During my time teaching in the early years, it was not unusual to have a number of students who would reverse, or confuse, letters and numbers during reading and writing activities. Of course, because of the common link between letter and sound reversal and dyslexia, parents were often very concerned when they saw their children reversing their letters and numbers.
As educators, we know it is a common developmental hurdle to deal with in the classroom, and with repetition and exposure, most children are able to settle their letter confusion. To read more about letter reversal and mirror writing, check out our blog – Why Students Reverse Letters – A Guide for Teachers (Mirror Writing).
This blog highlights a number of activities that you can do in your class to help students who may be getting common letters confused.
Tips and Activities to Help Correct Letter Confusion in Kids
Mouth Formation Trick
Common letters that get confused or reversed are ‘b’ and ‘d’ as well as ‘m’ and ‘w’ – for reasons why this is confusing for children, head over to our blog on why students reverse letters. One way to help students understand the difference is the mouth formation trick.
In this strategy, students are taught that when they make the /b/ sound, the crease between the upper and lower lip is straight, just like the line in the letter ‘b’. When making a /d/ sound, the tongue is curled just like the curl is first when writing the d.
You could also use this example for the letters m and w. When you make the /m/ sound your lips are closed just like the top of the letter m. When you make the /w/ sound, your mouth is open, just like the top of the letter w.
Use Visual Cues
Using visuals in the classroom to help children who are getting letters confused is another great way to develop their understanding of the formation of these letters.
With the reversal of letters ‘b’ and ‘d’ being the most common, I love this little trick! By putting both thumbs up and the rest of the fingers in a fist, it creates an instant visual cue to help students with which way the letter ‘b’ and ‘d’ go. It also kind of looks like a bed which is another great visual!
Our B and D Letter Confusion Posters are also another way to help your children visualise the difference between these letters. In these posters you teach the ‘b’ as a bat with a ball, first comes the bat, then comes the ball. This cues the students that the stick is formed first while writing the letter b.
The ‘d’ is a drum and stick, first comes the drum, then comes the stick.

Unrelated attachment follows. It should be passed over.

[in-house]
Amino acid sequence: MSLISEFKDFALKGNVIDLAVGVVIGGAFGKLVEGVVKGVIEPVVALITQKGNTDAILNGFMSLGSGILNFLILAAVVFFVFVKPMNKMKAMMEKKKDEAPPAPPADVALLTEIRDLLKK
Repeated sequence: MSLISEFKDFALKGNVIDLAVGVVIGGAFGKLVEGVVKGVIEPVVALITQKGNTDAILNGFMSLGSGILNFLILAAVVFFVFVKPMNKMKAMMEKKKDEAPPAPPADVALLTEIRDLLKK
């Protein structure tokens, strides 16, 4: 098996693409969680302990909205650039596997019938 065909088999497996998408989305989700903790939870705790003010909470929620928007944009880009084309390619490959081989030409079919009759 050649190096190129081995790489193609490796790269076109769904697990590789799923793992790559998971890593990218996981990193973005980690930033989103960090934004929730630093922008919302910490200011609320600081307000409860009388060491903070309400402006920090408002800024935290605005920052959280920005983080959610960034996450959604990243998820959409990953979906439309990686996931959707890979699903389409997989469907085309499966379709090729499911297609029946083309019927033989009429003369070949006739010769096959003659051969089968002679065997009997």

Worksheets and Activities
After visual cues, repetition is the next big way to help students with their letter reversals. We have a number of worksheets and activity ideas that you could use.
Many of the activities have come from our Letter Confusion Worksheets booklet. The below worksheet simply asks students to circle one of each of the letters. I would suggest colour coding this for young children to make it really visual for them.
Letters available – b and d, p and q, n and m, i and j, f and t.
With the next worksheet, we have added another element of fun by including a dice and turning it into a game. Grab some sticky dots and choose the two letters you want your students to focus on. I have used the most common, ‘b’ and ‘d’. This would be a fantastic game played in pairs.
Here’s how to play:
- Each student has a different coloured pen.
- They take turns to roll the dice and then colour the corresponding star that has the letter that matches the letter on the dice!
- You can leave it at that, alternatively, you could say that to win they need to get three stars in a row.
Our Uppercase and Lowercase Letter Maze worksheets are another great way to get your students to focus on the formation of the letters!
These engaging mazes allow students to follow the path of lowercase and uppercase letters from start to finish. Available for every letter of the alphabet so you can really differentiate what letters your students need extra assistance with.
Using multi-sensory materials is a great hands-on approach to get your children engaging with the formation of letters. For more awesome sensory tray activities for letter formation practise. Check out our blog – Fun Letter Formation Activities for Kids.
This activity is probably one of the cheapest and easiest activities featured in this blog – but, it’s probably the messiest! All you really need is a can of shaving foam and a desk or a tray to spray it on and you’re done!
Some kids may really struggle to differentiate the letters when they are side by side. Mix up letters that they are getting correct with letters they need extra assistance with.
Using craft sand in a tray is also a great sensory activity. Students need to form letters to reveal a colourful background!
Create Your Own Handwriting Sheets
Using our Handwriting widget, create a worksheet that focuses just on the letters your students may be struggling with! Again, keep an eye on these students and assess if this is too confusing for them. In that case, mix up letters that they are comfortable with and those they need extra practise with.
Play Tic Tac Toe
A fun little game to finish off the list of ideas! In pairs, children are given a particular letter, in this example, I have used ‘b’ and ‘d’.
Played just the same as naughts and crosses but with two letters! A fun little hands-on activity that can be played in the last five minutes of a lesson!